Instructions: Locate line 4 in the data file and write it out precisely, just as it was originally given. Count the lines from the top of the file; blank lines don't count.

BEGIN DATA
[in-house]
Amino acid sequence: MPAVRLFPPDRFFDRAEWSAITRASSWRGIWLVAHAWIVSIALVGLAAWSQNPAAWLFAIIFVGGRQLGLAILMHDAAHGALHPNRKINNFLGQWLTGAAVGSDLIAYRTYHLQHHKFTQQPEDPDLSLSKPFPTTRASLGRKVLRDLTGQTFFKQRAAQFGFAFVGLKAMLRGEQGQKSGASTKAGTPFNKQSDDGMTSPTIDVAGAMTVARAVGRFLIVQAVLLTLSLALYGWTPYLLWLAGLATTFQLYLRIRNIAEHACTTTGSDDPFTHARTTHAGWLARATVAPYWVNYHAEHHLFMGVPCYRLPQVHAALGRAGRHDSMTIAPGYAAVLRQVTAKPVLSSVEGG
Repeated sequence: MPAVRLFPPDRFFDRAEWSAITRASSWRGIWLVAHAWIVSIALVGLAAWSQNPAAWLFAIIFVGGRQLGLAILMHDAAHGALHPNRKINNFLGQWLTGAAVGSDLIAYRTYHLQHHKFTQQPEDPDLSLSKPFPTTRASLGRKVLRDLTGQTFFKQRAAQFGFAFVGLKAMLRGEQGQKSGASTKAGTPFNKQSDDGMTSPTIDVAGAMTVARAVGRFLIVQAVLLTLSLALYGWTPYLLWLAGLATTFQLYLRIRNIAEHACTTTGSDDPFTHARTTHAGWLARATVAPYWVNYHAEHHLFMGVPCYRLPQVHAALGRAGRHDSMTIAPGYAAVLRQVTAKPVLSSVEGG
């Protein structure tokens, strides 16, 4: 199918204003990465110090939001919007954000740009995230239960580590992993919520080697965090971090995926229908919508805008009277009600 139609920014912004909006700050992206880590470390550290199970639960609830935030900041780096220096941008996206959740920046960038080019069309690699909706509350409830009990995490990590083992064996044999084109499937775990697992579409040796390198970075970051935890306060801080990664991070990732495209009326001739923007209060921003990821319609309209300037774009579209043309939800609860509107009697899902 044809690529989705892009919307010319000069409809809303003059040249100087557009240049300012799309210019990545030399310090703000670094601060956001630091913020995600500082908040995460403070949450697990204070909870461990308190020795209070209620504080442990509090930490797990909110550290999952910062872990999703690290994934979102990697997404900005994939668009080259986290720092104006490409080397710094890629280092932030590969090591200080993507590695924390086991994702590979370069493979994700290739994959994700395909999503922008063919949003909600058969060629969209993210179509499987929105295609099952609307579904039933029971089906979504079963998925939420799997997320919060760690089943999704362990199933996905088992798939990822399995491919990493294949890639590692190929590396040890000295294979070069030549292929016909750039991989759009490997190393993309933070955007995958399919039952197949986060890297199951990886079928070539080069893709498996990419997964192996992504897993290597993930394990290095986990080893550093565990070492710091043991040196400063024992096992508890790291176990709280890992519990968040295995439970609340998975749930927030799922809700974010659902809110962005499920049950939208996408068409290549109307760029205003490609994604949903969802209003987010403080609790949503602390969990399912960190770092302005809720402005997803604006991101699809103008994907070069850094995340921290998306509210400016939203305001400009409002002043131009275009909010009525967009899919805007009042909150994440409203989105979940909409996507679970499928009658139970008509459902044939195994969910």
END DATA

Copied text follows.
């Protein structure tokens, strides 16, 4: 199918204003990465110090939001919007954000740009995230239960580590992993919520080697965090971090995926229908919508805008009277009600 139609920014912004909006700050992206880590470390550290199970639960609830935030900041780096220096941008996206959740920046960038080019069309690699909706509350409830009990995490990590083992064996044999084109499937775990697992579409040796390198970075970051935890306060801080990664991070990732495209009326001739923007209060921003990821319609309209300037774009579209043309939800609860509107009697899902 044809690529989705892009919307010319000069409809809303003059040249100087557009240049300012799309210019990545030399310090703000670094601060956001630091913020995600500082908040995460403070949450697990204070909870461990308190020795209070209620504080442990509090930490797990909110550290999952910062872990999703690290994934979102990697997404900005994939668009080259986290720092104006490409080397710094890629280092932030590969090591200080993507590695924390086991994702590979370069493979994700290739994959994700395909999503922008063919949003909600058969060629969209993210179509499987929105295609099952609307579904039933029971089906979504079963998925939420799997997320919060760690089943999704362990199933996905088992798939990822399995491919990493294949890639590692190929590396040890000295294979070069030549292929016909750039991989759009490997190393993309933070955007995958399919039952197949986060890297199951990886079928070539080069893709498996990419997964192996992504897993290597993930394990290095986990080893550093565990070492710091043991040196400063024992096992508890790291176990709280890992519990968040295995439970609340998975749930927030799922809700974010659902809110962005499920049950939208996408068409290549109307760029205003490609994604949903969802209003987010403080609790949503602390969990399912960190770092302005809720402005997803604006991101699809103008994907070069850094995340921290998306509210400016939203305001400009409002002043131009275009909010009525967009899919805007009042909150994440409203989105979940909409996507679970499928009658139970008509459902044939195994969910």